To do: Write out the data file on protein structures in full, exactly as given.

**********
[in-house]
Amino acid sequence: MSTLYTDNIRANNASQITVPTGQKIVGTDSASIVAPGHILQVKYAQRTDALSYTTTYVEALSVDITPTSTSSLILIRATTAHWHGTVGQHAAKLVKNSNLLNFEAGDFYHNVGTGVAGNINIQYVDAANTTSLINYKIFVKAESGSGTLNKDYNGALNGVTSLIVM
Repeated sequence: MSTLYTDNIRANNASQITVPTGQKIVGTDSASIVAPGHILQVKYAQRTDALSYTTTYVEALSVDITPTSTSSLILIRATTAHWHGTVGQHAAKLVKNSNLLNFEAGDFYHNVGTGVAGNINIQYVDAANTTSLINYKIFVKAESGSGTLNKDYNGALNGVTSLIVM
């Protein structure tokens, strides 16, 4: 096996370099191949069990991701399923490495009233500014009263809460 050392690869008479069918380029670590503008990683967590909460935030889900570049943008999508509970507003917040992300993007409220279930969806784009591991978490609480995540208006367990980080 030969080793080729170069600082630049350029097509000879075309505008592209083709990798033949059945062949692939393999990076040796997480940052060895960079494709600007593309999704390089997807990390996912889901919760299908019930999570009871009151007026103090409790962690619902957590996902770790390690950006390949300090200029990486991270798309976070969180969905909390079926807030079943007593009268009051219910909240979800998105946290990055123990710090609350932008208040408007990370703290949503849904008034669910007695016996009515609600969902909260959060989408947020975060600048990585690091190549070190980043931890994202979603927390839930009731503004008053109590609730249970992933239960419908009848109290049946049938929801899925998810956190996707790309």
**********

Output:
[in-house]
Amino acid sequence: MSTLYTDNIRANNASQITVPTGQKIVGTDSASIVAPGHILQVKYAQRTDALSYTTTYVEALSVDITPTSTSSLILIRATTAHWHGTVGQHAAKLVKNSNLLNFEAGDFYHNVGTGVAGNINIQYVDAANTTSLINYKIFVKAESGSGTLNKDYNGALNGVTSLIVM
Repeated sequence: MSTLYTDNIRANNASQITVPTGQKIVGTDSASIVAPGHILQVKYAQRTDALSYTTTYVEALSVDITPTSTSSLILIRATTAHWHGTVGQHAAKLVKNSNLLNFEAGDFYHNVGTGVAGNINIQYVDAANTTSLINYKIFVKAESGSGTLNKDYNGALNGVTSLIVM
């Protein structure tokens, strides 16, 4: 096996370099191949069990991701399923490495009233500014009263809460 050392690869008479069918380029670590503008990683967590909460935030889900570049943008999508509970507003917040992300993007409220279930969806784009591991978490609480995540208006367990980080 030969080793080729170069600082630049350029097509000879075309505008592209083709990798033949059945062949692939393999990076040796997480940052060895960079494709600007593309999704390089997807990390996912889901919760299908019930999570009871009151007026103090409790962690619902957590996902770790390690950006390949300090200029990486991270798309976070969180969905909390079926807030079943007593009268009051219910909240979800998105946290990055123990710090609350932008208040408007990370703290949503849904008034669910007695016996009515609600969902909260959060989408947020975060600048990585690091190549070190980043931890994202979603927390839930009731503004008053109590609730249970992933239960419908009848109290049946049938929801899925998810956190996707790309």